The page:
Photo via The State Bar of Nevada
The area of ethics, in particular, can be quite messy. But that mess can be a tremendous opportunity for engaging students and preparing them for the real world.
I am sharing with you today an immigration ethics realothetical that you could use in the classroom. It goes like this:
You are an immigration lawyer. A new client comes to your office for an initial consultation. The client is in removal proceedings and has weak claims to relief. During the course of your discussion, the client discloses that he was the victim of sexual assault while in jail. You suddenly see a genuine opportunity for relief - perhaps this person could be eligible for a U visa. You begin to ask questions about the crime and, in particular, whether the crime was reported or prosecuted. After hearing all about the heartbreaking circumstances of the crime, the victim tells you the name of his assailant. That name rings a bell - you have a client by the same name. But, you can't be sure. You ask for the description of the assailant. The description you get confirms your fears, it's your client. What red flags do you see? What should you do?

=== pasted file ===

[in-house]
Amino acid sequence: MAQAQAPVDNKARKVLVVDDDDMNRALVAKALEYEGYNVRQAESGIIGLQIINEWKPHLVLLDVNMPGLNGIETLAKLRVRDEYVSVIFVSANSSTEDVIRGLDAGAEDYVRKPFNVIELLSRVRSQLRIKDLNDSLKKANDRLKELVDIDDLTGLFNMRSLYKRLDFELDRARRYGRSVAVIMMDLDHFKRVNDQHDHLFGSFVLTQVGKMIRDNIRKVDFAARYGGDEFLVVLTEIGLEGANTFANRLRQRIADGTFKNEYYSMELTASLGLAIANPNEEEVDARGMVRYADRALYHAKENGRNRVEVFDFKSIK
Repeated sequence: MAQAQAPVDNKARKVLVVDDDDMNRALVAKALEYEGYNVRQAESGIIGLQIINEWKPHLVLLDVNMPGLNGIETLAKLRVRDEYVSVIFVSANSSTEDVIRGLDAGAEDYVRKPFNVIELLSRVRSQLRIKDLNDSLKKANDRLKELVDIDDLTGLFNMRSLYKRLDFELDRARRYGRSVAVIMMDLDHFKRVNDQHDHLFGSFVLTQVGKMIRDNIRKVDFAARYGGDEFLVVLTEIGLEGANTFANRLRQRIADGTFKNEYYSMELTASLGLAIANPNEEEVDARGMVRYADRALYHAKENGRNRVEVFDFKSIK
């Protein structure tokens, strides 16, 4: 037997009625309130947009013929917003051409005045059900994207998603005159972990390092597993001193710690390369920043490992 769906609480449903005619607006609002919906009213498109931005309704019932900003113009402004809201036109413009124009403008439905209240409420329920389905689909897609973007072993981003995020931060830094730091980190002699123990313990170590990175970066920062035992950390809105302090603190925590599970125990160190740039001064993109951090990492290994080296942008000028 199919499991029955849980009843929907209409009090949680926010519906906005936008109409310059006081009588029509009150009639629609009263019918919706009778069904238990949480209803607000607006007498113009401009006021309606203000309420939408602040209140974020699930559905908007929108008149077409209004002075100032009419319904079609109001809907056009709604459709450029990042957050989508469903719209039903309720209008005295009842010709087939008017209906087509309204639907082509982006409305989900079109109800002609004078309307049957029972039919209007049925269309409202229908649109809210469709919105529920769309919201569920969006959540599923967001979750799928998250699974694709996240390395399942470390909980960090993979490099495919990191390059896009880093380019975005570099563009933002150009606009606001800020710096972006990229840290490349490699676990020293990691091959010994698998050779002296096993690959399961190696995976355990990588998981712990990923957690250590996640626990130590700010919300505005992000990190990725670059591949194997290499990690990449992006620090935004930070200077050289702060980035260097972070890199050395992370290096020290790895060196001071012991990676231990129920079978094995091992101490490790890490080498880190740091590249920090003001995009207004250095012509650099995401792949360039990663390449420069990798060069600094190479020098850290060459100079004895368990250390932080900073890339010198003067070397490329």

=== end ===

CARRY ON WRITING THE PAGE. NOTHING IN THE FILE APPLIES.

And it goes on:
This is a realothetical. A real-life immigration lawyer was faced with this horrifying conundrum.
As for the first question (red flags), here are some prompts for starting classroom discussion:
- Can you represent the new client?
- Can you help the new client obtain representation with someone else?
- What if the result would harm your current client who would, after all, likely lose avenues for relief if convicted of the crime?